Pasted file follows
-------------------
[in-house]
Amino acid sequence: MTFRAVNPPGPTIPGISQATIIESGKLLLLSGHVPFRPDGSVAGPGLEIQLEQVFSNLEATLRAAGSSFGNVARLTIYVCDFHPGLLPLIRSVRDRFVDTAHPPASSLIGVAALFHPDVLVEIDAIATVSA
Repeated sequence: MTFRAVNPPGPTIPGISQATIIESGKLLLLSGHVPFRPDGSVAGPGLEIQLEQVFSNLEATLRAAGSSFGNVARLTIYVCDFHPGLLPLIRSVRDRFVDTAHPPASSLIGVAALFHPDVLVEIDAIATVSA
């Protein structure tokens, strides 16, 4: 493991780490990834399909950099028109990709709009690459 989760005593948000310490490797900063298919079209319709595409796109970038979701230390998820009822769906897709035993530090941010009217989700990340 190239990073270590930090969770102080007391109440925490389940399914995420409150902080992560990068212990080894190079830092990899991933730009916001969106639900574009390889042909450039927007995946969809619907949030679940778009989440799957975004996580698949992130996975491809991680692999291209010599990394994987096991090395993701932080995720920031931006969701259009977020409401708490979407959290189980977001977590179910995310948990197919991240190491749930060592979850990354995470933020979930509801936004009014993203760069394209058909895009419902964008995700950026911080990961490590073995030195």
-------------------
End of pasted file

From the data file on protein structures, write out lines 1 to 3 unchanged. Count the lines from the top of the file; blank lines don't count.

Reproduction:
[in-house]
Amino acid sequence: MTFRAVNPPGPTIPGISQATIIESGKLLLLSGHVPFRPDGSVAGPGLEIQLEQVFSNLEATLRAAGSSFGNVARLTIYVCDFHPGLLPLIRSVRDRFVDTAHPPASSLIGVAALFHPDVLVEIDAIATVSA
Repeated sequence: MTFRAVNPPGPTIPGISQATIIESGKLLLLSGHVPFRPDGSVAGPGLEIQLEQVFSNLEATLRAAGSSFGNVARLTIYVCDFHPGLLPLIRSVRDRFVDTAHPPASSLIGVAALFHPDVLVEIDAIATVSA